Friday, 7 September 2007

What money market?

The term 'money market' is pretty unhelpful in current conditions. There isn't one. There is a short term Libor market, which is decidedly interesting at the moment, and a short term govy market, which is awash with liquidity at least in some currencies. These two markets have decoupled.

The FT, reporting on a speech by Axel Weber, president of the Bundesbank, says:

[...] the tools that modern central banks possess to address liquidity problems can only directly address such runs inside the traditional banking sector, and do not directly touch the non-bank financial sector, which has been hardest hit by the current credit crisis.

Mr Weber’s analysis highlights the dilemma facing central banks, which cannot channel funds directly to the non-bank financial sector, and may therefore have to resort to easing monetary policy instead.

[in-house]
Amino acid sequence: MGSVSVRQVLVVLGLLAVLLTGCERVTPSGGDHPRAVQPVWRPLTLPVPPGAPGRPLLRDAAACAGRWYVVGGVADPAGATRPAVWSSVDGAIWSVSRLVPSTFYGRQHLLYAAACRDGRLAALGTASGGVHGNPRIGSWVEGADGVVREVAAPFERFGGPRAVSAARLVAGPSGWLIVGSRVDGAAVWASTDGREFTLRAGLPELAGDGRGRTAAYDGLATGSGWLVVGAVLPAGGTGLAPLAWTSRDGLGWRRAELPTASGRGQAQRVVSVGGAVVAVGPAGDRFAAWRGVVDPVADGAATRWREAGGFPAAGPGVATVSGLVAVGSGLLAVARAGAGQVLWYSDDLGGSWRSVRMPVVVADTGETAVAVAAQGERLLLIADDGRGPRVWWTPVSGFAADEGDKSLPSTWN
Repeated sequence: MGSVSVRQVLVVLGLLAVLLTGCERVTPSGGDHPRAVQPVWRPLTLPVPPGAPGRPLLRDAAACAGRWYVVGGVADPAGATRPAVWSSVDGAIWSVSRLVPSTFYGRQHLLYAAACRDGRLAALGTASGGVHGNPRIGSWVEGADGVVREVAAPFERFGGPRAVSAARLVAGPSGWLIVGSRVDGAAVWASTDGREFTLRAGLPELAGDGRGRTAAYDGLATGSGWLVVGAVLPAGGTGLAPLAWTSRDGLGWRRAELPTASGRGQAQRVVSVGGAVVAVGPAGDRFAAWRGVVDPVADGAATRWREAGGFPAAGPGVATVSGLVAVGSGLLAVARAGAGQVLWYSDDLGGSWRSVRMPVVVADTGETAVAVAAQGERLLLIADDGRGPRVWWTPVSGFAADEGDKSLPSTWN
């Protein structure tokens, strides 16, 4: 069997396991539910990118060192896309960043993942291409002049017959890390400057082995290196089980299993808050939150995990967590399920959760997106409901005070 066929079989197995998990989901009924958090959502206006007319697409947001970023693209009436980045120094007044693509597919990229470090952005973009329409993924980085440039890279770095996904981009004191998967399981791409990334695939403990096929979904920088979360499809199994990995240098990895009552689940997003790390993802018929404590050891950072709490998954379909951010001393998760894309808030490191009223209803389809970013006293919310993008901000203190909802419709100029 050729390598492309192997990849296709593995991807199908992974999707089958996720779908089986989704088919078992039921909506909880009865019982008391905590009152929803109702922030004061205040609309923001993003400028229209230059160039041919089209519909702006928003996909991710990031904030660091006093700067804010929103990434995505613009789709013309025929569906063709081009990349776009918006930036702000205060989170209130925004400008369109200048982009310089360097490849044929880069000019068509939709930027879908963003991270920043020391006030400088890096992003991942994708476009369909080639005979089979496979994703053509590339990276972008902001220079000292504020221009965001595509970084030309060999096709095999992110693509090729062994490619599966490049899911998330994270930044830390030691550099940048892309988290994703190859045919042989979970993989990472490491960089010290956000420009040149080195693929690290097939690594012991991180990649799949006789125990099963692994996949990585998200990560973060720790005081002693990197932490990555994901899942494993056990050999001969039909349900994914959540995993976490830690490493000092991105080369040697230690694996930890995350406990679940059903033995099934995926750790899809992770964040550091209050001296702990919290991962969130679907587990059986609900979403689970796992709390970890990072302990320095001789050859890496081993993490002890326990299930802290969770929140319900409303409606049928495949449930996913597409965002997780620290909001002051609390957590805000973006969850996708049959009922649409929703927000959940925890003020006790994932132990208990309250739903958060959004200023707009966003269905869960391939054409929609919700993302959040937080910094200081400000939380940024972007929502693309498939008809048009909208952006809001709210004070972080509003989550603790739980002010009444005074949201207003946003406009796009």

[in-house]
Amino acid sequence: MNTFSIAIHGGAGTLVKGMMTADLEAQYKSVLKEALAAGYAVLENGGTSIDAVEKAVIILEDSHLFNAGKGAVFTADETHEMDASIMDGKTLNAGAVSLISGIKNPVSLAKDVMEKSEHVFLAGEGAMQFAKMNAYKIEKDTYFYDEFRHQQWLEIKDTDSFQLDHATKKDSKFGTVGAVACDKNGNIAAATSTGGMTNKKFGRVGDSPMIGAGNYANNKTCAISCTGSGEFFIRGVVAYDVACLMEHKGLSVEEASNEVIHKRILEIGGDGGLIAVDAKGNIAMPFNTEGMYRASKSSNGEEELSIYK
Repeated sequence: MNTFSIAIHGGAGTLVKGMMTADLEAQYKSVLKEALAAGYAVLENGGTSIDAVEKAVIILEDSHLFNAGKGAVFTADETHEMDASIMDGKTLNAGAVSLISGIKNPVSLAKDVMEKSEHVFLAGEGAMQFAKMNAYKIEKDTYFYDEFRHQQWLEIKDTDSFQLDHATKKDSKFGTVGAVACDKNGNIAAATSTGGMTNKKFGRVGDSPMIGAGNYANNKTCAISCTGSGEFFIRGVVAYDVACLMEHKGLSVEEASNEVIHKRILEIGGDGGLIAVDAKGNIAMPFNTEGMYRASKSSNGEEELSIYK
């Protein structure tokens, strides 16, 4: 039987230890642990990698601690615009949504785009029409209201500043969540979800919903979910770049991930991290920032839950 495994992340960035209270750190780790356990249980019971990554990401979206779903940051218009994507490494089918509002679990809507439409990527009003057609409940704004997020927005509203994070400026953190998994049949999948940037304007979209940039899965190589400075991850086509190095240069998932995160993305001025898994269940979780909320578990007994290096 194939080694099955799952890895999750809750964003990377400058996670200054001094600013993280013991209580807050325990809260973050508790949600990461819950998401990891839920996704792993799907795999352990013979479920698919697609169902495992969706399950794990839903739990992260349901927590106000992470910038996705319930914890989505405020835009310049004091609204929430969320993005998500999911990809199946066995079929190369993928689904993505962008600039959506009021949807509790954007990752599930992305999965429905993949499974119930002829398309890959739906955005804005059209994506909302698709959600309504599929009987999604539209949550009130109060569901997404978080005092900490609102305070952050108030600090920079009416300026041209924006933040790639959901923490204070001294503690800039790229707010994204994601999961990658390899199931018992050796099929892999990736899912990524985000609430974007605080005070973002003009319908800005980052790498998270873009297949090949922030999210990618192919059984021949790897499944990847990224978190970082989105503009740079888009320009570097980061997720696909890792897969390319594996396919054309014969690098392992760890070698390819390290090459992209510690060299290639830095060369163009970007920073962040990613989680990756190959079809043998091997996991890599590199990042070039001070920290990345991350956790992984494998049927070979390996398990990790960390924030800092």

Once the Libor market disassociates from the govy market, there isn't much that a central bank can do. They control financial operations in the govy market, and they can inject extra liquidity there via accepting a broader range of collateral at the window, cutting rates, or whatever. But they have no power over the Libor market. They can hope that if the differential between the two markets becomes large enough banks will step in, borrow from the central bank, and lend into the Libor market, but they can't force that to happen.

Weber claims that the current situation is like a run on a bank, but one effecting conduits and SIVs rather than banks per se. In that these vehicles are suffering a liquidity squeeze that they are vulnerable to due to mismatched funding, I'd agree. But Weber says this "is a total over-reaction". I'm not so sure. If you can get Libor plus 100 for lending a AAA Libor-based funder cash (because cash is really scarce and you have it) why wouldn't you?

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